Biggest disappearing acts of 2013 -- Gazette.Net

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• The Grahams. After 80 years the Graham family sells the struggling Washington Post to billionaire Jeff Bezos, founder of Amazon, which, ironically, helped kill classified advertising. Also disappearing in 2013 was the Post’s ombudsman position, the readers’ advocate.

• The Allbrittons. Bob Allbritton sells eight TV stations, including the D.C. area’s WJLA (Channel 7), to Baltimore-based Sinclair Broadcasting.

• The Washington Examiner. Drops its print edition, abandons local news and becomes an online national news service.

• Maryland Life Magazine. Closes its doors due to circulation and ad shortfalls.

• Baltimore’s Grand Prix. The city’s Labor Day IndyCar race never made financial sense and finally dies a quiet death.

• Ed Papenfuse. This living piece of Maryland history, the state archivist, retired after collecting and preserving precious state artifacts and records for 38 years.

• Sen. Norman Stone. The senator from Dundalk is calling it quits after 13 terms (52 years) in Annapolis. When they tried gerrymandering his district in 2002, the senator — quiet, dignified and humble — sued and won. Who says nice guys finish last?

• Alex Mooney. This Frederick Republican lost his Senate seat in 2010, so he became state GOP chairman and, in 2013, moved to West Virginia, where he’s running for Congress.

• Delegate Sam Arora. No Montgomery lawmaker ever lost re-election by raising taxes, failing to bring home the bacon or selling the county down the river. But Montgomery delegate Sam Arora was shunned by the Democratic party and saw his career ended for voting against gay marriage.

• Morris A. Mechanic Theatre. Baltimore’s playhouse for touring Broadway plays is razed after a 40-year run.

• Little Italy. Five restaurants in Baltimore’s iconic eating district close in 2013. End of an era?

• White Flint. Montgomery’s upscale mall is being replaced by a trendy mixed-use town center.

• Blockbuster. Another Internet victim, the once-pervasive home video chain announced that its last 300 stores are closing.

• The Chesapeake Bay Bridge Walk. Canceled, again, the traditional spring bridge-closing and pedestrian walk fell victim to state budget cuts.

• Incandescents. General-service incandescent light bulbs phased out in 2013 by government edict after 100 years of use.

• Redskins “Hogettes.” Football fans cross-dressed as sows? Weird, yes, but it got them on TV every week. The Hogettes call it quits after 30 seasons.

Worst moves of the year

• As Maryland’s Obamacare website exchange crashes spectacularly, its director, Rebecca Pearce, goes on a Caribbean vacation and, when she returns, is dismissed from her $175,000 job.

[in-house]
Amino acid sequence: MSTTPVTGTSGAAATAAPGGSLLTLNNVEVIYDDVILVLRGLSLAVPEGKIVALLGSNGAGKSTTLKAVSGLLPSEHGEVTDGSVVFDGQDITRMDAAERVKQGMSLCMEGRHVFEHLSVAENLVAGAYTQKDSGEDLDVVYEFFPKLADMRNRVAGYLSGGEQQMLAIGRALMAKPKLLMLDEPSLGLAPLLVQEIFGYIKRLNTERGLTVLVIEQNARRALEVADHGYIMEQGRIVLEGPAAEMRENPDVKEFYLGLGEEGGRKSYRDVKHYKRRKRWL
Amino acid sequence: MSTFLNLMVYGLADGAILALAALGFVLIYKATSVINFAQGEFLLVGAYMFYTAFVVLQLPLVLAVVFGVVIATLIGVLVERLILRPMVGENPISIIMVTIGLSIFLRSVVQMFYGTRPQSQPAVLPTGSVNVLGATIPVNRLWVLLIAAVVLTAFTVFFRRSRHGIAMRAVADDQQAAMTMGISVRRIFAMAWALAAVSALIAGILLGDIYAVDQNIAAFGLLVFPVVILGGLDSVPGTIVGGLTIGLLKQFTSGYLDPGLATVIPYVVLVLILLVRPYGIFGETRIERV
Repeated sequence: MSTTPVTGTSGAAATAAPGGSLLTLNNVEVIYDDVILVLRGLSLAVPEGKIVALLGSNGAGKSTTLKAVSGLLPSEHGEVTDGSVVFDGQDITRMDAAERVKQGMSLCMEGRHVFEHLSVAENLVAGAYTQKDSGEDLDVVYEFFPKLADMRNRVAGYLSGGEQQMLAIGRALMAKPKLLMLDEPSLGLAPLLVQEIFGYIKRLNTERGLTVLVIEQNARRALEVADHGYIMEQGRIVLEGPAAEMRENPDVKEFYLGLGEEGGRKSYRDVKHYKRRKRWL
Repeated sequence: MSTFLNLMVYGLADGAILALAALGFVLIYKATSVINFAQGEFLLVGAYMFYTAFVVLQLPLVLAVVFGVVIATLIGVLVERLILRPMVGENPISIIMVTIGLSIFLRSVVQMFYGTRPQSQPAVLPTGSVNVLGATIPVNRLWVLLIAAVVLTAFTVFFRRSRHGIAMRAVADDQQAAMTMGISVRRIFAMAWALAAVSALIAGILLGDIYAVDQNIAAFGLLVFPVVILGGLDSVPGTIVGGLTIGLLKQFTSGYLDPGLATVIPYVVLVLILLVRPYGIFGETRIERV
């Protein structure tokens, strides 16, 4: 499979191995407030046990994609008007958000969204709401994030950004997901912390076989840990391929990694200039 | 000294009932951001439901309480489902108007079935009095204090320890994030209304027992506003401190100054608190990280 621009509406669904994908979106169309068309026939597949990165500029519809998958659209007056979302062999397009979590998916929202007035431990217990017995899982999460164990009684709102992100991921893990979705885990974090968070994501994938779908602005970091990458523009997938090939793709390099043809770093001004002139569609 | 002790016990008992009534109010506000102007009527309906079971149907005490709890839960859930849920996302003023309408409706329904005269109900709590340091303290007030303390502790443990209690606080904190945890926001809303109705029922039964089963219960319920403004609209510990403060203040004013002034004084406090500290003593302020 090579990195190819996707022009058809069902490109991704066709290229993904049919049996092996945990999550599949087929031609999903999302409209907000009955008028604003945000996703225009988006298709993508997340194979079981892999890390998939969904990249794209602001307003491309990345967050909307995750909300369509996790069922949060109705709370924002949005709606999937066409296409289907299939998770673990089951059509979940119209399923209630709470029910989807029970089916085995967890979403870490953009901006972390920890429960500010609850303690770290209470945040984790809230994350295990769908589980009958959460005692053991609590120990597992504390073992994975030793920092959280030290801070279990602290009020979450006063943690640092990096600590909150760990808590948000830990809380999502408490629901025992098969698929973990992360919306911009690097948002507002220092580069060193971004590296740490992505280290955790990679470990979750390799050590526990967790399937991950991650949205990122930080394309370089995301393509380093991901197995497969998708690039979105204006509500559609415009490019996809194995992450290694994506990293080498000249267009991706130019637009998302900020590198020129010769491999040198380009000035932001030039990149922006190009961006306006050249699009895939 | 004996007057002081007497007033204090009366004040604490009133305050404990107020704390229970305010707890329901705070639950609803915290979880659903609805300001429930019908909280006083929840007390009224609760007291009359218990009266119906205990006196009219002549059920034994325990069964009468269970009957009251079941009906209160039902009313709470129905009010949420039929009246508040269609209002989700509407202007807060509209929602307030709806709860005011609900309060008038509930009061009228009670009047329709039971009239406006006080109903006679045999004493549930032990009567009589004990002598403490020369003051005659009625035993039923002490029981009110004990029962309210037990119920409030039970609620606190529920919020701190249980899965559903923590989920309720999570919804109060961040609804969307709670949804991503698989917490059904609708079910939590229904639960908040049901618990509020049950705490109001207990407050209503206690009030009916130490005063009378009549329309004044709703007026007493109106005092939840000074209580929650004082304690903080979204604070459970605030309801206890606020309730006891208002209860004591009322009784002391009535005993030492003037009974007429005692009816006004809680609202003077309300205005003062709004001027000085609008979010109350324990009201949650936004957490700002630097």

• Responding to gay activists, Montgomery County Executive Ike Leggett asks the Fillmore Music Hall to cancel a band whose lyrics offend homosexuals.

• The Anne Arundel school system suspends a 7-year-old who nibbles his breakfast pastry into the shape of a gun.

• Several thousand Baltimore city residents are awakened before 6 a.m. when the mayor’s back-to-school celebration robocall is sent too early.

• Andre Henry, suspected of committing eight Montgomery County burglaries, is finally nabbed when he leaves two pages of his criminal court records at the scene of his latest break-in.

• Ignoring the city legal department’s opinion that the bill is unconstitutional, the Baltimore City Council requires that a majority of workers for city contractors and city-subsidized projects be Baltimore city residents.

• Brunswick elementary school students are stranded at bus stops when the school system fails to notify parents of new bus stop locations.

• Ocean City Councilman Brent Ashley, linking tourism decline with unsightly saggy pants, proposes a ban on clothing hanging more than 3 inches below the waistline. Ashley says he wants to turn Ocean City into “Maryland’s first crack-free city.”

Best moves of the year

• The state increases ICC speed limits to 60 mph.

• Anne Arundel County Executive Laura Newman vetoes the council’s “rain tax.”

• Maryland’s highest court rules that it’s up to the legislature, not the courts, to decide the state’s negligence standards.

• State health authorities shut down four abortion clinics after a patient dies and widespread violations are discovered.

• When a female cop sues Baltimore city for firing her because she married a convicted murderer who’s a gang member of Dead Man Inc., the court dismisses her case.

• Salvation Army volunteers find a $1,300 gold coin dropped into their kettle by an anonymous donor outside a Frederick Giant.

• Heroic WSSC workers refuse to give up on a broken valve that threatens a countywide water shutdown in the midst of July’s heat wave. Working non-stop in waist-deep underground water, they fashion new parts and save the day.

• Angela McCaskill, Gallaudet U.’s chief diversity officer, who was fired when she signed a petition bringing Maryland’s same-sex marriage law to referendum, sues the school for unlawful discrimination.

• State Sen. Bobby Zirkin, a Democrat, crosses party lines, endorsing Republican Sen. Allan Kittleman for Howard County executive.

• Managers of Baltimore’s Burns Arena cancel “Touch of Flavor,” a two-day event featuring classes on hot wax, sex-dungeon safety and rope bondage, because children also use the arena.

• NFL Ravens star receiver Torrey Smith gets married, cuts off his dreadlocks.

Blair Lee is chairman of the board of Lee Development Group in Silver Spring and a regular commentator for WBAL radio. His column appears Fridays in the Business Gazette. His past columns are available at His email address is